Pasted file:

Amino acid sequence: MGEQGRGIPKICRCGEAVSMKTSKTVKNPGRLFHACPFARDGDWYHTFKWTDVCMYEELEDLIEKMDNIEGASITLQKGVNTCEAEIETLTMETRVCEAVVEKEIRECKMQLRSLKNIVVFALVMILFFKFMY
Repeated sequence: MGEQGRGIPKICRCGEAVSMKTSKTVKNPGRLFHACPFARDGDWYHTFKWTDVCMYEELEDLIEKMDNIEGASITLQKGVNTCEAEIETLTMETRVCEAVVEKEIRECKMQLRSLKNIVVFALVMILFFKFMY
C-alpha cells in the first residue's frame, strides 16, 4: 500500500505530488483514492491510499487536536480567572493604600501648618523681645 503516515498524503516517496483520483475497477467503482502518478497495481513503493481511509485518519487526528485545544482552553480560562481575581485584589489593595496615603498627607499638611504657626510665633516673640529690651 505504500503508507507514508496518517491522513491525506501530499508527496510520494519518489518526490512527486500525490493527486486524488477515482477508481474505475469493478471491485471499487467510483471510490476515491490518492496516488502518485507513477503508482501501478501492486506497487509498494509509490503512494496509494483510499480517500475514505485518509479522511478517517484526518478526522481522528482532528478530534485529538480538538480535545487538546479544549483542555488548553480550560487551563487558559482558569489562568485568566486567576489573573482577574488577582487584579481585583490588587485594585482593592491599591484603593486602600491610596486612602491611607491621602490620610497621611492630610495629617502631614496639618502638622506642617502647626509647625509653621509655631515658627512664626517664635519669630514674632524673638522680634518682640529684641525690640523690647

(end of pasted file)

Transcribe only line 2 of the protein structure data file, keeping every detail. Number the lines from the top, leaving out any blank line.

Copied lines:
Repeated sequence: MGEQGRGIPKICRCGEAVSMKTSKTVKNPGRLFHACPFARDGDWYHTFKWTDVCMYEELEDLIEKMDNIEGASITLQKGVNTCEAEIETLTMETRVCEAVVEKEIRECKMQLRSLKNIVVFALVMILFFKFMY